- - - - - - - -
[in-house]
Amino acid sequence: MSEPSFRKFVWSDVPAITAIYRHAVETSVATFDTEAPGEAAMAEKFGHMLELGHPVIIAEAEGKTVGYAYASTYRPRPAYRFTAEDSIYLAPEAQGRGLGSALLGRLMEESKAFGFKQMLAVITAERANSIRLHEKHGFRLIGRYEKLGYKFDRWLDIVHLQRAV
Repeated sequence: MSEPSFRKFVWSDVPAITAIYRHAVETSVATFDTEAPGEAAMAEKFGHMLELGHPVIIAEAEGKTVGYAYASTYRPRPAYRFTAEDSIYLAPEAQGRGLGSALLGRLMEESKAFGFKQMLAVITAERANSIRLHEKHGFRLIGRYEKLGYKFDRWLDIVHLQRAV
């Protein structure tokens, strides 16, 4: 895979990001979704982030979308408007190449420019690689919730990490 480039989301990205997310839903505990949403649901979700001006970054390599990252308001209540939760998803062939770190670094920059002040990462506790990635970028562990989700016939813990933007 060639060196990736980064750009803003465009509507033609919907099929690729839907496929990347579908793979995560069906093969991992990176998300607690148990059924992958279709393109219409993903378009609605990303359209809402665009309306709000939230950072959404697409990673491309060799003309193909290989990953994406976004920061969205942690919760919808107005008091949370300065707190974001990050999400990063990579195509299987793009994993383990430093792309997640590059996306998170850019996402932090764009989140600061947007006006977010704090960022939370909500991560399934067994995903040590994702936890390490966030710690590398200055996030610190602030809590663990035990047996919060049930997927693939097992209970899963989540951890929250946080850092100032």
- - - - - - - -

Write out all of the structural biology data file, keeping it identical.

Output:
[in-house]
Amino acid sequence: MSEPSFRKFVWSDVPAITAIYRHAVETSVATFDTEAPGEAAMAEKFGHMLELGHPVIIAEAEGKTVGYAYASTYRPRPAYRFTAEDSIYLAPEAQGRGLGSALLGRLMEESKAFGFKQMLAVITAERANSIRLHEKHGFRLIGRYEKLGYKFDRWLDIVHLQRAV
Repeated sequence: MSEPSFRKFVWSDVPAITAIYRHAVETSVATFDTEAPGEAAMAEKFGHMLELGHPVIIAEAEGKTVGYAYASTYRPRPAYRFTAEDSIYLAPEAQGRGLGSALLGRLMEESKAFGFKQMLAVITAERANSIRLHEKHGFRLIGRYEKLGYKFDRWLDIVHLQRAV
């Protein structure tokens, strides 16, 4: 895979990001979704982030979308408007190449420019690689919730990490 480039989301990205997310839903505990949403649901979700001006970054390599990252308001209540939760998803062939770190670094920059002040990462506790990635970028562990989700016939813990933007 060639060196990736980064750009803003465009509507033609919907099929690729839907496929990347579908793979995560069906093969991992990176998300607690148990059924992958279709393109219409993903378009609605990303359209809402665009309306709000939230950072959404697409990673491309060799003309193909290989990953994406976004920061969205942690919760919808107005008091949370300065707190974001990050999400990063990579195509299987793009994993383990430093792309997640590059996306998170850019996402932090764009989140600061947007006006977010704090960022939370909500991560399934067994995903040590994702936890390490966030710690590398200055996030610190602030809590663990035990047996919060049930997927693939097992209970899963989540951890929250946080850092100032």